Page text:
Imagery in Psycho

1 January 2017

The Alfred Hitchcock classic Psycho broke box-office records when first introduced in 1960. Hitchcock’s cinematography involving the skillful use of black and white film enabled him to effectively play with shadows and silhouettes. These devices are used throughout this movie to influence and manipulate the audience into various states of comfort and terror throughout the film. It is the clever use of duality in human nature and the associated environments that surround the main character that makes Psycho a true American cinema classic.

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Psycho opens with an extensive view of Arizona that highlights the spacious scenic background of the city. The scene then switches to a more restricted view of Marion and Sam in their hotel room. Their room is very small and the lighting is extremely dim, perhaps matching their lives and the pending state of their relationship. This is a major contrast to the brightly lit wider view that we were first introduced to in Arizona. The symbolic value in these two scenes represents the distinction between openness and concealment. Outside we are unaware of what is not directly in front of us.

We are in a sense naive to our surroundings, as though we have tunnel vision. A crucial example of this is when Marion’s boss gives her money to take to the bank. Although he believes she is going to follow through with the task at hand, Marion decides to keep the money and leave town. Her focus becomes survival, at all costs. Marion’s boss represents the outside world. Normality exists in this carefree world and it as if nothing bad can occur. However, in the confined area of the hotel room there is a mysterious element that presents itself.

The audience is aware of the conflicting circumstances that prohibit Marion and Sam from getting married, but they are unaware of what is to come for the two characters. This lack of knowledge provides an uneasiness for the viewers. Marion’s underwear is another prime example of binary opposites used methodically to create suspense. As she is expressing her ethical stance on their relationship, she is shot in white undergarments. Hitchcock’s choice of white in this scene emphasizes his desire to portray Marion in an angelic light.

Chaste women are associated with lighter colored underwear, while loose woman are often connected with red or black underwear. The color white represents innocence, and in this scene Marion is perceived as the innocent woman who wants to get married to her one true love. She is trying to progress her relationship in the right direction, and her wardrobe mirroring this attitude emphasizes this “good girl” image of Marion that Hitchcock wished to exude. In contrast, after she steals 40,000 from her boss, she is later shown in black under garments.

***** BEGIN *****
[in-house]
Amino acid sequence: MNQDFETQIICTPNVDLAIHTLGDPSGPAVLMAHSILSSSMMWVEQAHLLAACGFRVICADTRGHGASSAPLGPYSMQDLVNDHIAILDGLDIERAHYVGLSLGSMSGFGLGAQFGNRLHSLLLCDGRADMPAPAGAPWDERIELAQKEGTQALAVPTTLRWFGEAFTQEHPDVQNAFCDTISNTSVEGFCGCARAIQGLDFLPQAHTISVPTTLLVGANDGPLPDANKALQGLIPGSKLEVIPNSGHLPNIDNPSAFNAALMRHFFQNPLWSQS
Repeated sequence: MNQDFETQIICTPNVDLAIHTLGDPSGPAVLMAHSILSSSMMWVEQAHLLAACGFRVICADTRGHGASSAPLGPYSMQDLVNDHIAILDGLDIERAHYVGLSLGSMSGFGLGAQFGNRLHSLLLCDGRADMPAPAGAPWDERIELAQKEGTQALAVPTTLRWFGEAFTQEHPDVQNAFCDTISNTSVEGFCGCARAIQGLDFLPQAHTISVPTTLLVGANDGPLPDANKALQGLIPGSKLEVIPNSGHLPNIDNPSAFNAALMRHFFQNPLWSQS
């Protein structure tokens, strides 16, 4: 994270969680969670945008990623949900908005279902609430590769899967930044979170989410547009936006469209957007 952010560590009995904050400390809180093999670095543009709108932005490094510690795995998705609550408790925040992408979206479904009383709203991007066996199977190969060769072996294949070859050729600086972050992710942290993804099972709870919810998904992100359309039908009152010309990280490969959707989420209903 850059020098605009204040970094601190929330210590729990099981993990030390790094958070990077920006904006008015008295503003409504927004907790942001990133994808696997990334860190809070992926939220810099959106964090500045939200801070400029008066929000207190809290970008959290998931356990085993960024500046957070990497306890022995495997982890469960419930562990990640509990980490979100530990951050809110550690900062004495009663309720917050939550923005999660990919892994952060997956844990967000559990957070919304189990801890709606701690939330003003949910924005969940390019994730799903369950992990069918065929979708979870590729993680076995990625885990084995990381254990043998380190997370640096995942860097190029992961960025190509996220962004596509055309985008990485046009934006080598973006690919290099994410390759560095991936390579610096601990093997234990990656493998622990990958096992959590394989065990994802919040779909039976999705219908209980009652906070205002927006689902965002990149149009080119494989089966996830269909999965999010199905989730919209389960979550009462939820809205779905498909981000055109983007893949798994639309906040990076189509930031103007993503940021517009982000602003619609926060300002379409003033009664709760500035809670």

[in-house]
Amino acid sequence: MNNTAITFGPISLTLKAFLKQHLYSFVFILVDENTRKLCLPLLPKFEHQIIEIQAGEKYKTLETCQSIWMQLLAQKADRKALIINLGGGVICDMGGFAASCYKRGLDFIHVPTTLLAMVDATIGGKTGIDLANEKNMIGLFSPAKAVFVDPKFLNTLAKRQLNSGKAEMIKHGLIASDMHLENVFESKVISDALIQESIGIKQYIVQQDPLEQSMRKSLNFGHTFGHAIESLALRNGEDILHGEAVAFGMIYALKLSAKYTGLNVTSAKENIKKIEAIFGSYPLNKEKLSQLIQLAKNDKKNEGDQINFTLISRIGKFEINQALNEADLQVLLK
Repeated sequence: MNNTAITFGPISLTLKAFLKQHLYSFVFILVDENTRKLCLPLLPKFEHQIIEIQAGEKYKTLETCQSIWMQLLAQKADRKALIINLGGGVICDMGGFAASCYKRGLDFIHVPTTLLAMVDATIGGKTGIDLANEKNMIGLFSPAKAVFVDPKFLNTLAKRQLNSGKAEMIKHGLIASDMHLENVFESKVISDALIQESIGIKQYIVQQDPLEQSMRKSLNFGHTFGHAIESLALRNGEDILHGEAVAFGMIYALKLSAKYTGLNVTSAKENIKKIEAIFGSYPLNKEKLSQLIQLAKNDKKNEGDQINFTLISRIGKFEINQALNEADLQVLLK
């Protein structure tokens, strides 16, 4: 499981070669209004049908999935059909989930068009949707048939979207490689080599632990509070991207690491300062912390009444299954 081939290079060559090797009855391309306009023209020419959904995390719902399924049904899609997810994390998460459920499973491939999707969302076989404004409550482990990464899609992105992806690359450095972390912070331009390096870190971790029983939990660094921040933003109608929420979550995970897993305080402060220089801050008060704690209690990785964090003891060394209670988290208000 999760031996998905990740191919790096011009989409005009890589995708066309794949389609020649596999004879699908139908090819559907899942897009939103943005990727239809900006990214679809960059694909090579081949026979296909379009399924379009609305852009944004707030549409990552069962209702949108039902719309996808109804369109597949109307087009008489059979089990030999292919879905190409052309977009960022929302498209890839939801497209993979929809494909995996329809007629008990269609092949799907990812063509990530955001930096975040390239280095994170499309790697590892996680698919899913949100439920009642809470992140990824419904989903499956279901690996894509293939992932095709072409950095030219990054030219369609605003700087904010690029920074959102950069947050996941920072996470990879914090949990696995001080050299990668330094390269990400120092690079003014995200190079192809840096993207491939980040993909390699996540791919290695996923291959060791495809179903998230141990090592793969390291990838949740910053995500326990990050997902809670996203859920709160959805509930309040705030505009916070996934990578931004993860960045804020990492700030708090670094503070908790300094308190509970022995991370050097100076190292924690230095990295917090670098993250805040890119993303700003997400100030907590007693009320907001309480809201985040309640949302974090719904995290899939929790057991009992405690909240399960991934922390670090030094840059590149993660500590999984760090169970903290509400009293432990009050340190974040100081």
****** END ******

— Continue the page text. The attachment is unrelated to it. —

Due to debts from his father and divorce, Sam does not have enough money to marry Marion. She decides to take matters into her own hands, and ends up completely shattering this good girl image that she previously emanated. This underlying theme of good versus evil within the choice of color in wardrobe, coupled with Marion’s actions, reiterates the psychological aspects that our emotions, if left unchecked, can get the best of us. When we are led by our desire, we often find ourselves in dangerous situations. Wealth versus poverty serves as another binary opposite as well.

We are introduced to a wealthy father who believes that his financial status can purchase his daughter’s contentment. He is readily willing and able to give away vast sums of money without a care in the world. He has it, so he can do whatever he pleases with it… On the contrary, Marion and Sam are not as well off. They are severely lacking in the financial department. And money, seemingly, is prohibiting them from getting married. They are desperately looking for ways to overcome their situation, but Marion finds herself reduced to thievery. The value of money is also an important concept to examine with each character.

Monetary value is not important to the father who willingly trusts an outsider with his money. He is certain that his well will not run dry. However, monetary value is extremely important to Marion. She is willing to put everything on the line for money. She acknowledges the significance of what capital can do for her and her loved one, and as a result, she risks it all. Reality versus facade is another binary opposite presented throughout the film. For many of the characters, what we see isn’t always what we get. We are introduced to Norman Bates, who on the surface appears to be a shy, young man who owns the Bates motel.

He is very kind and comforting to Marion. He even offers her food so that she doesn’t have to go out in the rain to find a meal. She felt comfortable with Norman, and he gave life to her chaotic situation. His existence brought a sense of balance to her situation. Little did she know, this man who once gave her life(bread), would be the same man taking away her life. However, this concept of reality versus facade was not a one-way relationship. Norman duped Marion into believing he was something that he was not, and vice versa. The first interaction between Marion and Norman was a lie.